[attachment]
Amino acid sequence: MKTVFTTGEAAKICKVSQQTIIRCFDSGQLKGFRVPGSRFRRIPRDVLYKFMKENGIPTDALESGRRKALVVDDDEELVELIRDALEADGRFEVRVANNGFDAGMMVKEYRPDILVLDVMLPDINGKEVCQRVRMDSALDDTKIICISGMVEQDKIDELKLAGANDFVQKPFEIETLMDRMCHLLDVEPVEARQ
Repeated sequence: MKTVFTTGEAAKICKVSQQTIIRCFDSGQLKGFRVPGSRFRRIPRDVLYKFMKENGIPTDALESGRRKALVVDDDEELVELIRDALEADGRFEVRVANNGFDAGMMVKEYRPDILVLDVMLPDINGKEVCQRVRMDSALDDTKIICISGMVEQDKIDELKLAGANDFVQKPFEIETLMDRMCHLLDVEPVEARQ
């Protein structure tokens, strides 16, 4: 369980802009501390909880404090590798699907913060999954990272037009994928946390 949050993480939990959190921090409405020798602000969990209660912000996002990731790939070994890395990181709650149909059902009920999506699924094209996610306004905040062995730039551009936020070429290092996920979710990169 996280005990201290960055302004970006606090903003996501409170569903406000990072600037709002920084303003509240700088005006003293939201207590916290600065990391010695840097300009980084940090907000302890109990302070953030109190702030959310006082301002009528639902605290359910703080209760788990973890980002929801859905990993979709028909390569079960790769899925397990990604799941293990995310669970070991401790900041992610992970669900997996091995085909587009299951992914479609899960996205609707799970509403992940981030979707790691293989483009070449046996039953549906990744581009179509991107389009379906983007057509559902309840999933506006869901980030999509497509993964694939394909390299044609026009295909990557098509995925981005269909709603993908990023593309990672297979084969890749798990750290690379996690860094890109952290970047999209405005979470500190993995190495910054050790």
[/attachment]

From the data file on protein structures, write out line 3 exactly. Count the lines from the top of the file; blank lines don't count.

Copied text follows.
């Protein structure tokens, strides 16, 4: 369980802009501390909880404090590798699907913060999954990272037009994928946390 949050993480939990959190921090409405020798602000969990209660912000996002990731790939070994890395990181709650149909059902009920999506699924094209996610306004905040062995730039551009936020070429290092996920979710990169 996280005990201290960055302004970006606090903003996501409170569903406000990072600037709002920084303003509240700088005006003293939201207590916290600065990391010695840097300009980084940090907000302890109990302070953030109190702030959310006082301002009528639902605290359910703080209760788990973890980002929801859905990993979709028909390569079960790769899925397990990604799941293990995310669970070991401790900041992610992970669900997996091995085909587009299951992914479609899960996205609707799970509403992940981030979707790691293989483009070449046996039953549906990744581009179509991107389009379906983007057509559902309840999933506006869901980030999509497509993964694939394909390299044609026009295909990557098509995925981005269909709603993908990023593309990672297979084969890749798990750290690379996690860094890109952290970047999209405005979470500190993995190495910054050790």